The past few years have been incredible for the market; at times, entire segments have posted double-digit gains, particularly over the past year. Not that I want to burst any bubbles (pun intended), but as the old saying goes, “What goes up, must come down.” And the cracks are starting to form in some areas of the economy, specifically in retail. Between the ongoing prospect of looming interest rate hikes, continued uncertainty in Washington, and the increasingly worrisome state of consumer debt, the retail sector may be one of the first areas to be hit with an overdue correction. Dollarama…
To keep reading, enter your email address or login below.
The past few years have been incredible for the market; at times, entire segments have posted double-digit gains, particularly over the past year.
Not that I want to burst any bubbles (pun intended), but as the old saying goes, “What goes up, must come down.” And the cracks are starting to form in some areas of the economy, specifically in retail.
Between the ongoing prospect of looming interest rate hikes, continued uncertainty in Washington, and the increasingly worrisome state of consumer debt, the retail sector may be one of the first areas to be hit with an overdue correction.
Dollarama Inc. (TSX:DOL) is viewed by many as one of the most, it not the most, successful retailer in the nation. Since going public nearly a decade ago, Dollarama has grown at an incredible pace, sending the company’s market cap shooting up.
That growth has drawn more than a fair share of critics, who have become increasingly vocal over the past few months. Chief among those concerns include the following: Can the current growth cycle continue? Is the dollar-store market too saturated for Dollarama to continue growing at the same pace? How much will Dollarama be squeezed if the loonie continues to slide south?
Let’s look at those concerns in some detail.
Can the current growth cycle continue?
The quick answer to this question is yes, albeit at a slower pace, and there are two reasons for this.
First, despite a slowdown, Dollarama still has a competitive advantage over its competitors. There’s a reason why so many customers flock to Dollarama’s +1,000 locations across the country; it’s because Dollarama sells a greater variety of products that competitor stores, for whatever reason, can’t or won’t sell.
That factor contributes to why it’s so difficult to enter a Dollarama store and emerge with just one purchase.
The second point relates to dollar stores and their overall performance in the economy. Dollar stores are well known for registering a surge in sales as the overall economy cools down. Consumers looking to cut expenses will often start by turning to less expensive outlets and selections, which means more visits and, in turn, more sales for Dollarama.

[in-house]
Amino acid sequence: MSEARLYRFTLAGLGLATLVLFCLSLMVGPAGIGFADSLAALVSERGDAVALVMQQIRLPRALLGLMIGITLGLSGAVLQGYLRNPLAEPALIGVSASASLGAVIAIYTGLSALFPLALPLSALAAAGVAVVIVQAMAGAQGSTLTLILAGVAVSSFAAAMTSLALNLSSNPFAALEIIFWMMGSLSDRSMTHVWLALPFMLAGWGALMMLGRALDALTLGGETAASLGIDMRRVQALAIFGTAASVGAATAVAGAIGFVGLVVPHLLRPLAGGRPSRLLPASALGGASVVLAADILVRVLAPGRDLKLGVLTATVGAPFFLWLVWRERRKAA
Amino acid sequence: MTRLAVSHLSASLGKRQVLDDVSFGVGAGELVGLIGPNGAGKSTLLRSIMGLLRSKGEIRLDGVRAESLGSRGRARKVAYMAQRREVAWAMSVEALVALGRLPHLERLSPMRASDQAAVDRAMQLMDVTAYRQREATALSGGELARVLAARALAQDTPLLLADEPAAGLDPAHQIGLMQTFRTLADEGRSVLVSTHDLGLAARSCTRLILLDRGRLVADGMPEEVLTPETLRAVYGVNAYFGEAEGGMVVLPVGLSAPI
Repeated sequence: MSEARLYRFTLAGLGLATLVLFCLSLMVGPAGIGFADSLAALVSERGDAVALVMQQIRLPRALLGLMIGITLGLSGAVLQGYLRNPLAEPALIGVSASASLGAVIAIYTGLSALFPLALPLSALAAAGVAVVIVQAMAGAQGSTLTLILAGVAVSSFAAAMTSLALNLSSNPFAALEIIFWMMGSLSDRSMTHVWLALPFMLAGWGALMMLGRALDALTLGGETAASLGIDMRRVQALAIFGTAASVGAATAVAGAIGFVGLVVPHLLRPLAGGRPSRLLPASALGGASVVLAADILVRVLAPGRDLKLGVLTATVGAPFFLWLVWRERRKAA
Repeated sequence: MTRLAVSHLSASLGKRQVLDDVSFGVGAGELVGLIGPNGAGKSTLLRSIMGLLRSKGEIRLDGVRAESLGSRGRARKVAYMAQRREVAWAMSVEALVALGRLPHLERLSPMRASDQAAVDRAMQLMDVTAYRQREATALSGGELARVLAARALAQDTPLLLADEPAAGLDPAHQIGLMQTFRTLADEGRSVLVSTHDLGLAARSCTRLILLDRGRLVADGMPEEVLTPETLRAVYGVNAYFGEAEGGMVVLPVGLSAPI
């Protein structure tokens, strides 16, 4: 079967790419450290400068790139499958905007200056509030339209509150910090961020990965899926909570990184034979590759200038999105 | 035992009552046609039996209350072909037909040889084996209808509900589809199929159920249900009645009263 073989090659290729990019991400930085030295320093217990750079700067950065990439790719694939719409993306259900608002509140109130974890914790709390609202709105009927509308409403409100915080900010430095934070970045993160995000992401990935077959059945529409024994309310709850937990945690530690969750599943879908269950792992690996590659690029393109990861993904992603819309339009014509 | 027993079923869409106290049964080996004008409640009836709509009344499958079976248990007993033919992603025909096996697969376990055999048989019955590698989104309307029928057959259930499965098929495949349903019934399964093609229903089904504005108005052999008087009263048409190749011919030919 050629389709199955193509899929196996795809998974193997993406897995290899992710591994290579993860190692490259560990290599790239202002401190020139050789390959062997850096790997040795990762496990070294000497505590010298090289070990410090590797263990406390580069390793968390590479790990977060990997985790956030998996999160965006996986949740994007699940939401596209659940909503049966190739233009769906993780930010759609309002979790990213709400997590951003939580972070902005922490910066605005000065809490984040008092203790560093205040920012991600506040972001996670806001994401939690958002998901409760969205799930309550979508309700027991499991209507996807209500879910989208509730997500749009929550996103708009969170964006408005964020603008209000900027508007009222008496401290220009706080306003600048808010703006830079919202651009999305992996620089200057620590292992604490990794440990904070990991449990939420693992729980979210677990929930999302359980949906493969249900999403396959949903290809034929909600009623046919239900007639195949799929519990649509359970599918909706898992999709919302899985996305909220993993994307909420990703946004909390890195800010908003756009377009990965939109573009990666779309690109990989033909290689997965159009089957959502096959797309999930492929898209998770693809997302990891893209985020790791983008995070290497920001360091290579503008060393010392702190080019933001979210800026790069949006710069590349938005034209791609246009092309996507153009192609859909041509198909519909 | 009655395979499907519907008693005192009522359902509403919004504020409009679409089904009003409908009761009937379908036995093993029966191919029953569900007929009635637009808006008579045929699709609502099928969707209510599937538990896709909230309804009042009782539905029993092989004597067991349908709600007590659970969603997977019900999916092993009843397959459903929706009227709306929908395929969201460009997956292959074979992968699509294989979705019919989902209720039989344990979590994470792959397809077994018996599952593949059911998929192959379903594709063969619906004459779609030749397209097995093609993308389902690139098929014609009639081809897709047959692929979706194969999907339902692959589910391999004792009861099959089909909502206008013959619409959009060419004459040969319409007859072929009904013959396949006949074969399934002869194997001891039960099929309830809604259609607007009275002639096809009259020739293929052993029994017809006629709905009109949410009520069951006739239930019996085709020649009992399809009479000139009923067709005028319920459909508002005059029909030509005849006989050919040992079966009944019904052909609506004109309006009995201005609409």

Dollarama has benefited from this cycle several times over the past few years and will likely continue to do so this time around.
Will Dollarama get squeezed by a weakened loonie?
The loonie’s latest flight south has raised long-standing concerns regarding what will happen to Dollarama’s margins if the current climate persists.
Most of Dollarama’s goods are made abroad and imported, then sold at one of the price points that Dollarama offers (currently capped at $4). When there’s downward pressure on the loonie, the buying power that Dollarama has decreases, which forces the company to either add higher price points to recap that lost buying power, order fewer products in each bundle, or some combination of both. Higher price points also allow Dollarama to offer a greater assortment of higher-quality products.
In short, a weakened loonie, over a prolonged time will have some impact over the products Dollarama sells, but the company can counter this with relative ease, and customers will continue to flock to its stores.
Is Dollarama a good investment?
In my opinion, Dollarama remains a good investment over the long term, provided investors look at the opportunity that Dollarama represents in the context of the entire economy moving forward and not based on past performance, as it may grow at a slower pace.
You've probably never even heard of this up-and-coming e-commerce powerhouse headquartered in Eastern Ontario...
But, despite coming public just last year, it’s already helping the likes of Budweiser... Tesla... Subway... and Red Bull move $9.9 BILLION (and counting) worth of goods online each year.
And now it’s caught the eye of the legendary investor who got behind Amazon.com in 1997 -- just before it shot up over 23,000% and made investors like you and me rich beyond their wildest dreams.
Click here to discover why this investor says it’s time to buy.
Fool contributor Demetris Afxentiou has no position in any stocks mentioned.